Used 2008 Lincoln MKZ Review

Despite adding more power last year and more standard features this year, the 2008 Lincoln MKZ still faces a difficult battle as competitors offer sharper handling dynamics, higher-quality interiors and greater overall refinement.




what's new

Heated and cooled front seats and satellite radio become standard on the 2008 Lincoln MKZ. The innovative "Sync" hands-free communication and entertainment interface, developed in a partnership between Ford and Microsoft, becomes standard equipment later in the year. The optional navigation system is now voice activated, and buyers can now opt for reverse parking sensors.

vehicle overview

Deciphering the names of Lincolns nowadays is starting to be like cracking Soviet spy code. The 2008 MKZ is joined by the MKX and soon by the MKS, plus there's inexplicably the Mark LT. Unlike the LT and eight previous Lincoln Marks, using quasi-acronyms is apparently way cooler and more likely to attract a younger group of buyers -- younger as in south of 65. The logic behind that, though, is like handing Ed McMahon a skateboard and expecting him to host the X Games. While the MKZ is certainly more lively than the geriatric Town Car, it has a long way to go before it can be considered a realistic competitor for other entry-level luxury sedans.

The 2008 Lincoln MKZ is more or less a Ford Fusion with different front and rear styling, an overcooked retro interior and 42 more horses. While models like the Acura TL and Lexus ES 350 are related to lesser Honda and Toyota vehicles, respectively, they possess completely distinctive styling. That's not to say the Fusion is a bad car to be based on, though, as this family of midsize sedans features competent handling, good steering feel and plenty of interior space. Plus, the MKZ adds a more comfortable ride to the mix, along with the 263-horsepower V6 found in the much larger MKX.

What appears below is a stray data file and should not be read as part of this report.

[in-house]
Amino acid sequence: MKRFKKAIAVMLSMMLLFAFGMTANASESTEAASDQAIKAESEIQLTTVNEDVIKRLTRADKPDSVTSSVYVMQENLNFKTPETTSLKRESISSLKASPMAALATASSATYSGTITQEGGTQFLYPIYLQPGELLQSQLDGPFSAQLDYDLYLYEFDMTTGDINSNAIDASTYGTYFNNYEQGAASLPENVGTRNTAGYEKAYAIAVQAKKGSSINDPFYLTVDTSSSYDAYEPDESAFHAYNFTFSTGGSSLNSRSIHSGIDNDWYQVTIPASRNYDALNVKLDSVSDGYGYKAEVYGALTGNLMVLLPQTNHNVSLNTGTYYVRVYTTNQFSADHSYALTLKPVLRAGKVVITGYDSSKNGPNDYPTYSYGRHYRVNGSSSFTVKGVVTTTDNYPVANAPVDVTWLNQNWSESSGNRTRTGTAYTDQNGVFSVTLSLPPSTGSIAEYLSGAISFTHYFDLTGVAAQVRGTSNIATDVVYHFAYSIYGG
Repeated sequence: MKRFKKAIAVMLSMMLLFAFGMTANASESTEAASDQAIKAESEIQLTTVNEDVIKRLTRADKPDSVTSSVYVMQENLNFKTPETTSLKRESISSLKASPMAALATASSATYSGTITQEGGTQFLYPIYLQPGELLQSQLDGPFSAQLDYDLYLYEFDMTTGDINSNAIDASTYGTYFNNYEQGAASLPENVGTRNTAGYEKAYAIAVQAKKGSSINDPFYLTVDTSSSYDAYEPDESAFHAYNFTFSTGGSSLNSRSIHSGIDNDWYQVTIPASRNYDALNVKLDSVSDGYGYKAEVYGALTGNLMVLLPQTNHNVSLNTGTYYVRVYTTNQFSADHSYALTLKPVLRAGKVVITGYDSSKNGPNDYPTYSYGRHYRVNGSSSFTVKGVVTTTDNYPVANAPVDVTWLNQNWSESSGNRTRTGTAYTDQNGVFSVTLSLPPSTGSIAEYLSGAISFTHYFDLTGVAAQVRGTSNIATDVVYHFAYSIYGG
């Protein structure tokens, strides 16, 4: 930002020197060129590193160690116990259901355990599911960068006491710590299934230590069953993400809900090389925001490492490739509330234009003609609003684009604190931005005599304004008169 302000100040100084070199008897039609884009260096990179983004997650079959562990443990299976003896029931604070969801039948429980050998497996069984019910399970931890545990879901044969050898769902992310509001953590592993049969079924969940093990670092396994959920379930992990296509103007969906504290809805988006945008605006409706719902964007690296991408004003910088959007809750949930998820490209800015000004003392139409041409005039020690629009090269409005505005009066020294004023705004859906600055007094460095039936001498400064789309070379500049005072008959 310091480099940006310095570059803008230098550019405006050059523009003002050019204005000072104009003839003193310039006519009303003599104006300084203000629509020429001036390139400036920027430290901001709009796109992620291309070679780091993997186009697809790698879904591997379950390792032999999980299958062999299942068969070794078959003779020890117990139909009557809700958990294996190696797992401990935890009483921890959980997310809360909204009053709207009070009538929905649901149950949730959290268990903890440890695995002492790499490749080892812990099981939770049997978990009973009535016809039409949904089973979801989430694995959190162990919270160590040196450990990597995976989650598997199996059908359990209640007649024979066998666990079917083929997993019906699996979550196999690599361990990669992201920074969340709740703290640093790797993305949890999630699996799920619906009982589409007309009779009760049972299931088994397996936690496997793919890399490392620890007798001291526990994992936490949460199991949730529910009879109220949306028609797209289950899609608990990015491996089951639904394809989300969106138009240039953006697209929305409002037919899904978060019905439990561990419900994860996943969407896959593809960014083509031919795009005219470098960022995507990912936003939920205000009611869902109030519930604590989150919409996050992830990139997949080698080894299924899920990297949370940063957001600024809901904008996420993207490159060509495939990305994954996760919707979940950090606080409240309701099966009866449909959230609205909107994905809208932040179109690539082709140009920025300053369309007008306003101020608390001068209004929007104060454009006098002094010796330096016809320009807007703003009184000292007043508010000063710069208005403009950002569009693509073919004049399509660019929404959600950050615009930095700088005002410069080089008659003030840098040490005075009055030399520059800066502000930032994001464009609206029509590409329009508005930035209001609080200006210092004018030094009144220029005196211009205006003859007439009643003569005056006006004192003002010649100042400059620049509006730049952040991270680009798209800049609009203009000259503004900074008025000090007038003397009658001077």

The MKZ also offers a lot of standard features, with cooled front seats and satellite radio added to the docket for 2008. Later in the model year, Ford's potentially revolutionary Sync hands-free communications and entertainment technology debuts. With Sync, drivers and passengers can access and operate their cell phones, PDAs, USB storage devices, iPods or other MP3 players using voice commands. The cell phone's address book is also wirelessly and automatically transferred to the vehicle.

In other aspects, however, the 2008 Lincoln MKZ comes up a bit short for a premium sedan. Cars like the TL, ES 350, Audi A4, Cadillac CTS and Volkswagen Passat can surpass the Lincoln in terms of performance, interior luxury, safety equipment and design, though they can't likely match the MKZ's price. Lincoln's new naming scheme may not do so much to attract younger buyers, but value is certainly something any generation can appreciate.

trim levels & features

The 2008 Lincoln MKZ is a midsize premium sedan that comes in a single trim with either front-wheel drive or all-wheel drive. It comes nicely equipped with such standard features as 17-inch alloy wheels, leather upholstery, wood trim, heated and cooled power front seats with driver-side memory, dual-zone automatic climate control and a seven-speaker CD stereo with satellite radio and an auxiliary audio jack. Later in the model year, the Sync hands-free communication and entertainment integration system will be standard.